Now I've run into another problem. I am currently using speakers from a Panasonic HTB kit, (cash is tight!) and it only came with a un-powered sub. My new Onyko receiver only has outputs for an active subwoofer. Is there any way to use my unpowered sub until I can afford a powered (active) sub?

    Thanks again,
    Dusty
     
  5. Bob McElfresh

    Bob McElfresh Producer

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    I'm not sure 2.5 inches is enough.

    As far as the sub - does it have 4 jacks for speaker-wires? 2 for input and 2 for output?

    If so, you run speaker wire from your L/R outputs to the sub, then more wire from the sub to your L/R speakers. Then you tell your receiver that you have LARGE L/R speakers.

    If not, do you have an older receiver? (You said your "New" Onkyo). Try this: Run the LFE output from your new receiver to the ... CD input on the old receiver. Then run speaker wire from the old receiver to the sub. (The old receiver is acting like the subwoofer amp).
     
  6. dusty

    dusty Agent

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    Thanks Bob,
    The sub was an old piece of junk from a panasonic home theater in a box. It only has 1 set of inputs. I went out and bought a JBL PB10 powered sub. I got it for $150 at BB, for an open box special. I guess I need to start upgrading, and its one less thing I will have to do later.

    Now this is strange, I attached the Sub to the LFE output of my new receiver. Are powered subs really supposed to thump or what? When I do a test of my 5 channels, nothing noticible comes out of the new sub. I threw in Matrix Reloaded and I would think the sub would deliver much more than it does. Its barely noticible. I went through the setup on the receiver, and I think everything is set up correctly. Ive tried all the modes, and nothing is really making a difference. I adjusted the crossover on the sub to ~80Hz. the level is just below half way. LFE is selected. Any other suggestions? I was thinking of bringing it back to BB and making sure it not just me.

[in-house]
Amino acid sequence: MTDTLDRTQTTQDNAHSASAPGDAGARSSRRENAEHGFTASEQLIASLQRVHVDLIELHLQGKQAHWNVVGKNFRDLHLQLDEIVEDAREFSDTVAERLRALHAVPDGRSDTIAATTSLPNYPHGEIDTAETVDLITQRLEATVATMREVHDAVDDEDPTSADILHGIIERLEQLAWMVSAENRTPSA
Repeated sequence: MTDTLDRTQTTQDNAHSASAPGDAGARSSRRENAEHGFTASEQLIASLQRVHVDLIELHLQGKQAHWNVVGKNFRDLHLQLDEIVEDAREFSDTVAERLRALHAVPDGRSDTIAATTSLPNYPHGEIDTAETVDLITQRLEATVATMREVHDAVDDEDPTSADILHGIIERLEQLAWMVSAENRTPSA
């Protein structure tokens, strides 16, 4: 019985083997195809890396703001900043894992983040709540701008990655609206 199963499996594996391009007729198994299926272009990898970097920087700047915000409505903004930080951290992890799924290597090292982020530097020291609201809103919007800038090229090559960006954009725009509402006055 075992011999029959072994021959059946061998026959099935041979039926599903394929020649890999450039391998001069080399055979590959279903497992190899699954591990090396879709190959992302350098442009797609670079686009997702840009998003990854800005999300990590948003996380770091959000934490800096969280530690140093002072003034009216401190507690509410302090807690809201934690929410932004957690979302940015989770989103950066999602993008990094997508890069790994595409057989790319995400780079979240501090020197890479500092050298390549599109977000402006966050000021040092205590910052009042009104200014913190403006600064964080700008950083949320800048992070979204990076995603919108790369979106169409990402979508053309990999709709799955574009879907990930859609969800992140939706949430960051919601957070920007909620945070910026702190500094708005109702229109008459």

Thanks,
    Dusty
     
  7. Bob McElfresh

    Bob McElfresh Producer

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    Sometimes subs will thump.

    Turn the intensity on the sub way up. Your receiver should also have a LFE or SUBWOOFER level, turn this up as well.

    Your receiver should also let you define your speakers as LARGE or SMALL. The rules are this:

    - Send the ".1" track to the sub
    - Send all low-frequency sounds below 100 hz programed for a speaker to the sub if that speaker is defined as SMALL.

    So define all 5 speakers as SMALL and test again.
     
  8. dusty

    dusty Agent

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    Thanks Bob, I set the crossover of the speakers to 100Hz, and it does sound a bit better. The sub isn't overwhelming at all. I think I was expecting it to be a little more apparent. I would love to have someone who really knows what this stuff is supposed to sound like take a look at it.

    Regards,
    Dusty